As for treating fin rot with these leaves, they don’t replace medication but can help if there is no very serious damage yet. Beginning fin rot can be treated with a combination of very clean, warm water (daily water tests with your liquid test kit, increase your water changes) and possibly some Indian almond leaves. Three leaves would be a good starting point, don’t be scared if they discolor your water. If the fin rot keeps progressing you’ll unfortunately likely have to switch to antibiotics. However, as the fin rot is likely caused by overcrowding I suspect you won’t have too many problems with it once you’ve rehomed a few fish. 10 gallons is very small and can only be stocked very lightly!

      Good luck! I hope everything turns out alright.

  • Reply Jack February 15, 2016 at 9:06 am

    Hi, can I use it to lower PH in Aquaponics?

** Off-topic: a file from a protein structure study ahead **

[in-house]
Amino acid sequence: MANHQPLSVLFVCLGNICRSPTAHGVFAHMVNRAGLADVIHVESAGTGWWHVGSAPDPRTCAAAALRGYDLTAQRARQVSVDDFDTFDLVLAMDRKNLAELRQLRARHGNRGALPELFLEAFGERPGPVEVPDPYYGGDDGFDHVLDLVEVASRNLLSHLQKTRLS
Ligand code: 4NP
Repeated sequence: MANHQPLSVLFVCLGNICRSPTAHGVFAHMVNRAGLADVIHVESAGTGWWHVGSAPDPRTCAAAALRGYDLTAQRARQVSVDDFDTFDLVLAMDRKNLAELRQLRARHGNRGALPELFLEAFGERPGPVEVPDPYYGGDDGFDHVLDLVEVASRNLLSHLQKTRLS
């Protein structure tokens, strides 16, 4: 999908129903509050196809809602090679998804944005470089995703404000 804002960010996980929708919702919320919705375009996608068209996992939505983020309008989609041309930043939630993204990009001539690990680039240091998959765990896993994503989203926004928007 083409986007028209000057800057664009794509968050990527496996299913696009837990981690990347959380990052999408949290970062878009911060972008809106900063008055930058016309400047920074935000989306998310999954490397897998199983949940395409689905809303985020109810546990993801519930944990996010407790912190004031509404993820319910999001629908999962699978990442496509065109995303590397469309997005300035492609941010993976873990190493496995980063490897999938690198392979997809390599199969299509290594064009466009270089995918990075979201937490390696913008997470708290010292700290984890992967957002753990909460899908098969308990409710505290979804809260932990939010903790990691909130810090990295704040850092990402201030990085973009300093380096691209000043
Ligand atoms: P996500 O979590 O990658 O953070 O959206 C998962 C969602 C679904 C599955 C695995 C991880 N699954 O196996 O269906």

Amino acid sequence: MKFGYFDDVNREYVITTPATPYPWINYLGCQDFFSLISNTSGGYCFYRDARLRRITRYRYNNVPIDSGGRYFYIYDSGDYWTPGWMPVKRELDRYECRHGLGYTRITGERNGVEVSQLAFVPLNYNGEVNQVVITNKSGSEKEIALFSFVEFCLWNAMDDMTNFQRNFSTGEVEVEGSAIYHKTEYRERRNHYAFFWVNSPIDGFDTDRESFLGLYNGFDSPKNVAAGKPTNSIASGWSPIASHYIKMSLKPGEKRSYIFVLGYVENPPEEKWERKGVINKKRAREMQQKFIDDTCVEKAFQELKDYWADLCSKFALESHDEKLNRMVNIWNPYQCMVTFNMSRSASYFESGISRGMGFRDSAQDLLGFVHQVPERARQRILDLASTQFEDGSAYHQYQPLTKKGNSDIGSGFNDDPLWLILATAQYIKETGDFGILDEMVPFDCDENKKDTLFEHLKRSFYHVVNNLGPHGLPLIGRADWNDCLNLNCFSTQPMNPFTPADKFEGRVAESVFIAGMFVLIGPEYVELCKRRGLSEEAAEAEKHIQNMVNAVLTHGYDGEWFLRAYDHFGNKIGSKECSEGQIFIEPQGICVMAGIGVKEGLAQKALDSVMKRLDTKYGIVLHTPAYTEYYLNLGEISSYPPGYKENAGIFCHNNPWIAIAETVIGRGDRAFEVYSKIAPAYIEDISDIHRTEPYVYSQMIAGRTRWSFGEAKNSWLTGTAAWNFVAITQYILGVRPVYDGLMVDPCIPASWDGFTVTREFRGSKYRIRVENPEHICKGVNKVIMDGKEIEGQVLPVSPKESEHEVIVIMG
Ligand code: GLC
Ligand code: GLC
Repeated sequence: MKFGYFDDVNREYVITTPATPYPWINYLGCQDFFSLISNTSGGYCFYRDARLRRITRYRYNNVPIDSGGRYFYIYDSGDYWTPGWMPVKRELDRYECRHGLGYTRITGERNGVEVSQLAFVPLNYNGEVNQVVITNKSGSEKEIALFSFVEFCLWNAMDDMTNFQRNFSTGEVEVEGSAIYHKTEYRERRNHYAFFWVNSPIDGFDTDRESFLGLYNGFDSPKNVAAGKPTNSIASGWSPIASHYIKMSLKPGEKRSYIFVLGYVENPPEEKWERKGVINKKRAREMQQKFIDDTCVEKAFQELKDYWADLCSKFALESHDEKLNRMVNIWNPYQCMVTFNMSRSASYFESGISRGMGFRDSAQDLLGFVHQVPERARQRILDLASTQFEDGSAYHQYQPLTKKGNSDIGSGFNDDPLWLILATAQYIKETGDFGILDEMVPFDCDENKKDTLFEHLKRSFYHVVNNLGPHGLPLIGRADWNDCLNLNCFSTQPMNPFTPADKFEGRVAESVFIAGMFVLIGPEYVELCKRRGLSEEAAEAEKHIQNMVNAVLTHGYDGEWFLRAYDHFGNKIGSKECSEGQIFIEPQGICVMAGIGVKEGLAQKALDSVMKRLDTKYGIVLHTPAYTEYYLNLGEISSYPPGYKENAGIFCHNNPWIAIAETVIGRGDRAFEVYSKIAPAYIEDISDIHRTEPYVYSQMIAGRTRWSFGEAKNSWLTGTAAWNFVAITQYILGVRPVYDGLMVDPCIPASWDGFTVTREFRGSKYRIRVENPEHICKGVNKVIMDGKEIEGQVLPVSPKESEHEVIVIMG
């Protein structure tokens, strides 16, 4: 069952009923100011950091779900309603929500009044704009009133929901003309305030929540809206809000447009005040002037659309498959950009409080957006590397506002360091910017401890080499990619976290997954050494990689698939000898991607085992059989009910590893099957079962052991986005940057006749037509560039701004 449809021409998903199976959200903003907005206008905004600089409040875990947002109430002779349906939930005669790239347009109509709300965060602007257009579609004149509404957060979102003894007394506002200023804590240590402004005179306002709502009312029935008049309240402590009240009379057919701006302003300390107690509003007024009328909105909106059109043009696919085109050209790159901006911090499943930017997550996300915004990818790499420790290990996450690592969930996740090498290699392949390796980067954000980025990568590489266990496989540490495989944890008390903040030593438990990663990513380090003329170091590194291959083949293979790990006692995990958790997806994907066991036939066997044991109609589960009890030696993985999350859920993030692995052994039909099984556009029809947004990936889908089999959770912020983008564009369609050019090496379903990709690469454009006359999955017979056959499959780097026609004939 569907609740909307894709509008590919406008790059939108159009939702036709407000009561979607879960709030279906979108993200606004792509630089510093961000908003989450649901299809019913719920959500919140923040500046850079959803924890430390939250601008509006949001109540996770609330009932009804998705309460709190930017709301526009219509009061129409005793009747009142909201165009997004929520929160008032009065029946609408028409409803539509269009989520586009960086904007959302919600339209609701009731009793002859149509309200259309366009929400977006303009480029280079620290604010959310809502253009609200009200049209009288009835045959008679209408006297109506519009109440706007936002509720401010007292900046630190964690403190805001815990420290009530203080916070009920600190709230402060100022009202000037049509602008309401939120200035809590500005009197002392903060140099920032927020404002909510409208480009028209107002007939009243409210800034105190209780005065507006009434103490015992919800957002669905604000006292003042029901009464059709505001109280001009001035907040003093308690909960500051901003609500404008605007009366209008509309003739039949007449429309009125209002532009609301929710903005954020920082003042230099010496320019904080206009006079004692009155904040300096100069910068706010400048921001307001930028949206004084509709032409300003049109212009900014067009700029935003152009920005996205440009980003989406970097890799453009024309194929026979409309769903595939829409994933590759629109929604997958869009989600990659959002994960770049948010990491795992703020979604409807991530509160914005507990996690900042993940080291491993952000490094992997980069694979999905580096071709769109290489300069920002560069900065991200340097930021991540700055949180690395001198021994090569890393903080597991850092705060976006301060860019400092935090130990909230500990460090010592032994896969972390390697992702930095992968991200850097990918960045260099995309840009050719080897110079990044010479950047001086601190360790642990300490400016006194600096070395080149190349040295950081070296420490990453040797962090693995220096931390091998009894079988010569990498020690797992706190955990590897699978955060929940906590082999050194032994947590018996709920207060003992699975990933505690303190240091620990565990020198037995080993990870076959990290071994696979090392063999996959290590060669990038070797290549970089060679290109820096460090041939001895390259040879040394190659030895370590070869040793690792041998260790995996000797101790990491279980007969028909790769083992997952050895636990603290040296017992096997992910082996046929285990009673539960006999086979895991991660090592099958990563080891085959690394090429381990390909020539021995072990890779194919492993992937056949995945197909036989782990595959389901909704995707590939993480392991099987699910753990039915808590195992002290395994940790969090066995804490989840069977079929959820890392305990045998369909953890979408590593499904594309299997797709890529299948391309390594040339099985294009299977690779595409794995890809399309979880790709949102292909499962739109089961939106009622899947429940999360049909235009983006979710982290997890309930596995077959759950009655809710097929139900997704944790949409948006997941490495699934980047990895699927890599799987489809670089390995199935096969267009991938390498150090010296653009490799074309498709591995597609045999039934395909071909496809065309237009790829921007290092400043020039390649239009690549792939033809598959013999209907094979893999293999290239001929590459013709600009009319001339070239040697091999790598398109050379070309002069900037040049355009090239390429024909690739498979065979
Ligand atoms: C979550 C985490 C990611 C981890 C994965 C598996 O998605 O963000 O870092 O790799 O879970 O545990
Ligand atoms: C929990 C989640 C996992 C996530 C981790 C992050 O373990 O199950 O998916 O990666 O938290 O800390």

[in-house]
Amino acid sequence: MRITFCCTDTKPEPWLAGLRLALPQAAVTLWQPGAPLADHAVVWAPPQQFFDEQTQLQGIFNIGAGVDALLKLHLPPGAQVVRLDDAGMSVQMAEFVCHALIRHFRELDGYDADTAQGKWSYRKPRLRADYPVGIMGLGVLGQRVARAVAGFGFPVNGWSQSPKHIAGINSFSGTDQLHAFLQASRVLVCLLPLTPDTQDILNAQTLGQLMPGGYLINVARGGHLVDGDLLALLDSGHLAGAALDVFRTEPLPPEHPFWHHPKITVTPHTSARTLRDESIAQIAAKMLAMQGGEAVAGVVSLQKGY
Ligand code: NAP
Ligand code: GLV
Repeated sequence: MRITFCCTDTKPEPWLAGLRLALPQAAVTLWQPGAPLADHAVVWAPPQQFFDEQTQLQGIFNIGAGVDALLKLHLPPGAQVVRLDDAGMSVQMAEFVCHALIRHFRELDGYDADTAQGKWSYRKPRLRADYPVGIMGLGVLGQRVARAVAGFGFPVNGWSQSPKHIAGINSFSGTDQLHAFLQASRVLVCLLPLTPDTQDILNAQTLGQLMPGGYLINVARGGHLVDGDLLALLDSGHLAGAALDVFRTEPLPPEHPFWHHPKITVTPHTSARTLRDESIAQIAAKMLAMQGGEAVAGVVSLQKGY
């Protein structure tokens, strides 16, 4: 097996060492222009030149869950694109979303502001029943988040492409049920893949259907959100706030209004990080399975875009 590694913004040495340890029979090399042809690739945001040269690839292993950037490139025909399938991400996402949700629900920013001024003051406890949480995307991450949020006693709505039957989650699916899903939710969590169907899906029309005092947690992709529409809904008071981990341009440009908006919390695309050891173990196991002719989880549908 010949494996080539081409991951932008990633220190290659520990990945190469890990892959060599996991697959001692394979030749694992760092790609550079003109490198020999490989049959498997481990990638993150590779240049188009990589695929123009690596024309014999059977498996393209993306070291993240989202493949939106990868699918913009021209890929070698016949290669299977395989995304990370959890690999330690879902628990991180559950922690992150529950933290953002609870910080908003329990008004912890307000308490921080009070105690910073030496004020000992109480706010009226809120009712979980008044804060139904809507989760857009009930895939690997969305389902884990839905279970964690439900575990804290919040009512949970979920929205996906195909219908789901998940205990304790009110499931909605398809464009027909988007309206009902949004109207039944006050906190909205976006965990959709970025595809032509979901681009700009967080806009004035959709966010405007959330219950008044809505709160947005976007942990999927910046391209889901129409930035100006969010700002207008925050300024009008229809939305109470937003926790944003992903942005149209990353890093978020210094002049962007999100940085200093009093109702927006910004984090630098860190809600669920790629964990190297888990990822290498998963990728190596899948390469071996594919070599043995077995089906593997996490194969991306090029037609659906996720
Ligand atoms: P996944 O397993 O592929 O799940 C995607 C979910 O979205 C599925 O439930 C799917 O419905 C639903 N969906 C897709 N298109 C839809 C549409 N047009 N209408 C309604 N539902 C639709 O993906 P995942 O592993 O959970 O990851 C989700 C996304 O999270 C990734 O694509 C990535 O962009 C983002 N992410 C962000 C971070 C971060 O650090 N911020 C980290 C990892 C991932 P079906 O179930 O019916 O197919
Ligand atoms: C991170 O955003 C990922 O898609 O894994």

• Reply Mari February 15, 2016 at 9:40 pm

      Hi! Although Indian almond leaves can help lower your pH a little, I wouldn’t rely on them if you really want to work on your pH. As with stuff like wood, the effects likely won’t be too drastic. Using RO water might be helpful if you really want full control, though reading a few guides is definitely a good idea before getting into it 🙂

  • Reply Trepkos December 25, 2015 at 8:21 pm

    How long do these take to work? We put some in our 6 foot and 4 foot tank about a week ago (7 and 5 leaves respectively) and haven’t seen any change. If it takes weeks, then presumably every time we change water, (one per week) we will be working against them.